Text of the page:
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CHAPTER III.

Theory of the Polar Planimeter.

Analysis of Movements of Integrating Wheel.

As the first step in the analysis of the theory governing the construction and operation of the Polar Planimeter it will be necessary to determine the effect on the wheel W of any motion of the Tracer T.

It is readily seen from the construction of the instrument that any motion of T must be either a motion of revolution of T about F as a center with a corresponding variable value of a, a motion of T about P as a center with a fixed value of a, or a combination of the two motions.

Thus, in Fig. 1 of Plate XII, in tracing the area of the figure shown, the motion of the Tracer while tracing the element of its path T'T may be considered as being composed of two component motions, T'S and ST. Of these components T'S is described by a motion of T about P as a center with a constant value of a, while ST is formed by a motion of T directly toward the Pole P with a corresponding variable value of a.

It is evident that each of these component motions will have an effect on the Wheel W, the kind and extent of the motion being dependent on the direction and length of the element T'T and hence on the value of the angle a.

In tracing any figure such as ABT'T it is seen that when the periphery of the entire figure has been passed over by the Tracer, the Tracer having returned to the point of beginning, that during the tracing the Tracer has moved just as much towards P as it has moved away from it and hence any revolutions of the Wheel due to movement toward P are neutralized by the same number of revolutions in an opposite direction due to movement away from P for that tracing:

This shows that the number of revolutions recorded by the Wheel during any given tracing of a closed figure are due entirely to the motion of T about P as a center.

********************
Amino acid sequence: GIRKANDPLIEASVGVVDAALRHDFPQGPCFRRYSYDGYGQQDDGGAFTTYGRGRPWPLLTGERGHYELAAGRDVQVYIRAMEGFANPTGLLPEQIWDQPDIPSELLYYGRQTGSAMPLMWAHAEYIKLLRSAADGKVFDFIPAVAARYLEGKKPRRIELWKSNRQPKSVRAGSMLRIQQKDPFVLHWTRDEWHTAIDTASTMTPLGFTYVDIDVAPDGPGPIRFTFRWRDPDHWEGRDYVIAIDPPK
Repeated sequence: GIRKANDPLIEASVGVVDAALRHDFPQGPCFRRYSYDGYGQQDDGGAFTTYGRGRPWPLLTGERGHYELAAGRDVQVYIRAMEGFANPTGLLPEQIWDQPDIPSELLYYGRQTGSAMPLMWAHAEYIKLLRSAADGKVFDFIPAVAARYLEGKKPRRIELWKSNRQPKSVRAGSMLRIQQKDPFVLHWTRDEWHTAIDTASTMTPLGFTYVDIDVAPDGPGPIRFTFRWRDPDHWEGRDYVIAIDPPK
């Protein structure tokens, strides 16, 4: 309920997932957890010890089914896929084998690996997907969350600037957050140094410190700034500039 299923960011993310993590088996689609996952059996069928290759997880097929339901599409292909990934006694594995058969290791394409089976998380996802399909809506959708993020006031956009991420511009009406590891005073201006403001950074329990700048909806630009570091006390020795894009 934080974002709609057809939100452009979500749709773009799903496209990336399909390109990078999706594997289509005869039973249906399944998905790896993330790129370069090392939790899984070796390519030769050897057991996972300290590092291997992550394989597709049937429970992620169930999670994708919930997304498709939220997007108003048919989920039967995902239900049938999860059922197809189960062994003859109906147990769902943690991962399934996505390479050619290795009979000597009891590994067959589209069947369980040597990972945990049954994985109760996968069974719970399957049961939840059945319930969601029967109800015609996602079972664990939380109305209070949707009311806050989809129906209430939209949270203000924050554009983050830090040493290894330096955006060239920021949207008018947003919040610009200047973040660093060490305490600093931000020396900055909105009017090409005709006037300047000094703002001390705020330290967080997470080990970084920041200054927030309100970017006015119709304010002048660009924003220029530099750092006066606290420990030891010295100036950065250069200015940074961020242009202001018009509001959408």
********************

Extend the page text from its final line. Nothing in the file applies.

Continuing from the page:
In considering the path of the Wheel W due to motion imparted to the Wheel by motion of the Tracer T, it is seen that when the direction of the path in any given case is at right angles to the axis of the Wheel, the Wheel will move along that path by rolling: When the direction of the path of the Wheel is in the direction of the axis of the Wheel, the Wheel moves along the path by slipping and when the direction of the Wheel's path is between these two directions the Wheel moves along the path partly rolling, party slipping, the amount of roll or slip in any given case being dependent entirely on the angle which the given path makes with the axis of the Wheel.

Denoting the angle made by any element of the Wheel's path with its axis by a and the length of the element by l we have for that element,

Distance Rolled = l × Sin a ... (1)
Distance Slipped = l × Cos a ... (2)
When a = 0°,
Distance Rolled = l × 0 = 0.
and
Distance Slipped = l × 1 = l.
When a = 90°,
Distance Rolled = l × 1 = l.
and
Distance Slipped = l × 0 = 0.

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